Unhatched chickens. Like everyone else, let us admit upfront that Crikey was shocked by what happened to the government’s carefully-constructed Senate majority yesterday. So this next bit apportions no blame, only a little bit of jesting.

Journalists across Australia have been talking for days about the carbon tax’s imminent death. Here’s Phillip Coorey on the front page of yesterday’s Australian Financial Review:

“Australia’s climate change policy will be in limbo from Thursday with the Senate due to abolish the carbon tax … “

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Laura Tingle echoed the same in her analysis piece, also in the AFR:

“But the carbon pricing mechanism that was established after much angst by Labor in 2011 is due to be repealed by the Senate on Thursday … “

In the Oz, a headline blared: “Carbon tax set to be axed today“.

At least none of the newspapers did this. “Barring any more sudden Ricky Muir-like surprises, it looks as if the Senate will repeal the carbon tax,” begins the editorial in this week’s Spectator Australia. “So allow us a little gloating.” The gloating got onto the front page …

We’ve seen quite a few columns and bits of analysis recently about how the government can’t hope to rely on anything playing out as planned in this new parliament. Journalists would be well advised to remember that goes for them too.

Massola melts the ice. Fairfax’s Canberra political bureau hasn’t had the best access to the Abbott government. Critical reporting, like that story on Treasurer Joe Hockey “selling” access to himself for a high price, has seen many Fairfax reporters in the deep freeze from the prime minister’s office, without the backgrounding and favourable treatment so crucial to breaking stories in Canberra. That’s why today’s exclusive interview with the prime minister is so intriguing — Fairfax senior reporter James Massola has managed to secure the first major interview with Tony Abbott since the Senate changed over.

But is this kind of exclusive really great journalism? Here’s the lead:

“Prime Minister Tony Abbott has urged voters not to ‘stereotype’ him, dismissed ‘shouting from the sidelines’ in the new Senate and promised to keep his government’s explicit election promises — including the repeal of the carbon tax — as a day of political chaos unfolded in Canberra. In an exclusive interview with Fairfax Media, Mr Abbott said voters should not pigeonhole him as a defender of the status quo as he invoked the reformist credentials of conservative prime ministers John Howard and Margaret Thatcher.”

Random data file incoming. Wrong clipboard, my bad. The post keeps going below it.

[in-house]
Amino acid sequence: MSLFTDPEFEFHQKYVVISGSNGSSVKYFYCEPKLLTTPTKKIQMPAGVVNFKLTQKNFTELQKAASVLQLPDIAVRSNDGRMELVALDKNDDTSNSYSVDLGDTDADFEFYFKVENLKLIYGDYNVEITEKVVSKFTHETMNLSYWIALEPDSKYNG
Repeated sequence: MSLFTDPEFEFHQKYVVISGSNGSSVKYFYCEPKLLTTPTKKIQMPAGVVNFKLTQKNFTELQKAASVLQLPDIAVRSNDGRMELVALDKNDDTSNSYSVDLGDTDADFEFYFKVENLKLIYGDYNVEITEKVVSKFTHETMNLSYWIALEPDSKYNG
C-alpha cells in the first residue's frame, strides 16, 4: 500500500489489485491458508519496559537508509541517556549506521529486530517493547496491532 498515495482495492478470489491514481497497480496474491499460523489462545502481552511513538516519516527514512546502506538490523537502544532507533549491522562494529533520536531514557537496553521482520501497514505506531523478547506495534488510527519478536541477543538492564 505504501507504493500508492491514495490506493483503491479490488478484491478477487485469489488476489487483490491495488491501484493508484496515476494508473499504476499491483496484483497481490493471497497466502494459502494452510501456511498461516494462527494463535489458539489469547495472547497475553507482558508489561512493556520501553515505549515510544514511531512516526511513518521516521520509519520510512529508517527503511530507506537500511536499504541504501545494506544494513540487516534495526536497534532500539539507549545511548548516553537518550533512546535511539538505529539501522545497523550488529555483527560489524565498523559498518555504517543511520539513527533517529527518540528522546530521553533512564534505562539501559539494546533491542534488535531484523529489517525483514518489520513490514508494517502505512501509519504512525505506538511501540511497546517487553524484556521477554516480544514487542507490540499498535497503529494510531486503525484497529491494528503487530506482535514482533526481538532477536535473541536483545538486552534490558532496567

Write favourable stories and your odds of getting the drops goes up. But for readers, it’s hardly an improvement on Fairfax covering things like the price of access to Joe Hockey. Thanks to Massola, the ice may be melting, but we hope it’s not the end of Fairfax’s fearless reporting.

Daily Fail to disclose (temporarily). We were intrigued by a post on Daily Mail Australia’s infamous “sidebar of shame” yesterday on the top 10 moments in Australian sport, written by Daily Mail sports writer Michael Gadd. It looked like a normal Daily Mail listicle, heavy on images and containing a poll. Nothing on the post itself mentioned anything about a sponsor, or that the post was an advertorial. No company names were mentioned, but yesterday the sidebar had a hint that the article might be a sponsored post and who that sponsor might be …

Was this an Optus ad? Advertorial? A sponsored post? Did someone tick “Sponsored” by accident? We contacted Daily Mail Australia for an explanation, and they were as surprised as we were. Turns out yes, the post is sponsored by Optus, but that detail had accidentally been left off the article due to an error in the production process. Daily Mail Australia quickly remedied the problem once we made them aware of it, and now the article carries full disclosure.

When writing about writing … it pays to be extra careful. Here’s this from an article in today’s Oz by ACU senior research fellow Kevin Donnelly on school standards …

Front page of the day. It’s Palmer everywhere today, so we’ve decided to look further abroad. The ousted American Apparel CEO makes a photo-shopped appearance on the front cover of Bloomberg Businessweek 

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Australia has spoken. We want more from the people in power and deserve a media that keeps them on their toes. And thank you, because it’s been made abundantly clear that at Crikey we’re on the right track.

We’ve pushed our journalism as far as we could go. And that’s only been possible with reader support. Thank you. And if you haven’t yet subscribed, this is your time to join tens of thousands of Crikey members to take the plunge.

Peter Fray
Peter Fray
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